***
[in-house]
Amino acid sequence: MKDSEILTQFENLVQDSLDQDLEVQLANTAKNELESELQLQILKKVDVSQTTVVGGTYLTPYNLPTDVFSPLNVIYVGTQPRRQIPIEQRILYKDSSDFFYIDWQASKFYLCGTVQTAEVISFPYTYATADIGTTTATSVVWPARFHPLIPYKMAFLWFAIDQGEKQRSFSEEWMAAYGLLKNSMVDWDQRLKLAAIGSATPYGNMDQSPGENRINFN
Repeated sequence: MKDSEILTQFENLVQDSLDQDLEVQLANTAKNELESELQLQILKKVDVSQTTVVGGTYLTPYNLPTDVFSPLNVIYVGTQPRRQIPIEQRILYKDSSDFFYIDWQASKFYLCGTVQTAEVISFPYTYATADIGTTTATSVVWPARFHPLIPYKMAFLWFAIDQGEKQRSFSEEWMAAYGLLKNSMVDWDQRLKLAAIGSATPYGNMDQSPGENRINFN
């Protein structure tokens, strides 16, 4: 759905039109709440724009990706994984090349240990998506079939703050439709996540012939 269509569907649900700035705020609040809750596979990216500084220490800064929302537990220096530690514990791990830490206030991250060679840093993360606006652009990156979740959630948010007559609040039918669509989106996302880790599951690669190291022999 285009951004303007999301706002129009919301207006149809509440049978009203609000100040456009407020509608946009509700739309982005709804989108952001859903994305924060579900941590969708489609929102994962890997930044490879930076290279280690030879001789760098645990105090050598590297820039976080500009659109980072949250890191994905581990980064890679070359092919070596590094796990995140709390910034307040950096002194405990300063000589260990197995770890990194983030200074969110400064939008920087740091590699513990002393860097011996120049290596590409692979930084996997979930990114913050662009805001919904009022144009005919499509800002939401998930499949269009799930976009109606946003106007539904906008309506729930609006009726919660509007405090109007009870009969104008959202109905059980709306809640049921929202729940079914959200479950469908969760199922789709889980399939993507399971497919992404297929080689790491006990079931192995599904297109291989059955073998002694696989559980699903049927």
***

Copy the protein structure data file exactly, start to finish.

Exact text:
[in-house]
Amino acid sequence: MKDSEILTQFENLVQDSLDQDLEVQLANTAKNELESELQLQILKKVDVSQTTVVGGTYLTPYNLPTDVFSPLNVIYVGTQPRRQIPIEQRILYKDSSDFFYIDWQASKFYLCGTVQTAEVISFPYTYATADIGTTTATSVVWPARFHPLIPYKMAFLWFAIDQGEKQRSFSEEWMAAYGLLKNSMVDWDQRLKLAAIGSATPYGNMDQSPGENRINFN
Repeated sequence: MKDSEILTQFENLVQDSLDQDLEVQLANTAKNELESELQLQILKKVDVSQTTVVGGTYLTPYNLPTDVFSPLNVIYVGTQPRRQIPIEQRILYKDSSDFFYIDWQASKFYLCGTVQTAEVISFPYTYATADIGTTTATSVVWPARFHPLIPYKMAFLWFAIDQGEKQRSFSEEWMAAYGLLKNSMVDWDQRLKLAAIGSATPYGNMDQSPGENRINFN
């Protein structure tokens, strides 16, 4: 759905039109709440724009990706994984090349240990998506079939703050439709996540012939 269509569907649900700035705020609040809750596979990216500084220490800064929302537990220096530690514990791990830490206030991250060679840093993360606006652009990156979740959630948010007559609040039918669509989106996302880790599951690669190291022999 285009951004303007999301706002129009919301207006149809509440049978009203609000100040456009407020509608946009509700739309982005709804989108952001859903994305924060579900941590969708489609929102994962890997930044490879930076290279280690030879001789760098645990105090050598590297820039976080500009659109980072949250890191994905581990980064890679070359092919070596590094796990995140709390910034307040950096002194405990300063000589260990197995770890990194983030200074969110400064939008920087740091590699513990002393860097011996120049290596590409692979930084996997979930990114913050662009805001919904009022144009005919499509800002939401998930499949269009799930976009109606946003106007539904906008309506729930609006009726919660509007405090109007009870009969104008959202109905059980709306809640049921929202729940079914959200479950469908969760199922789709889980399939993507399971497919992404297929080689790491006990079931192995599904297109291989059955073998002694696989559980699903049927």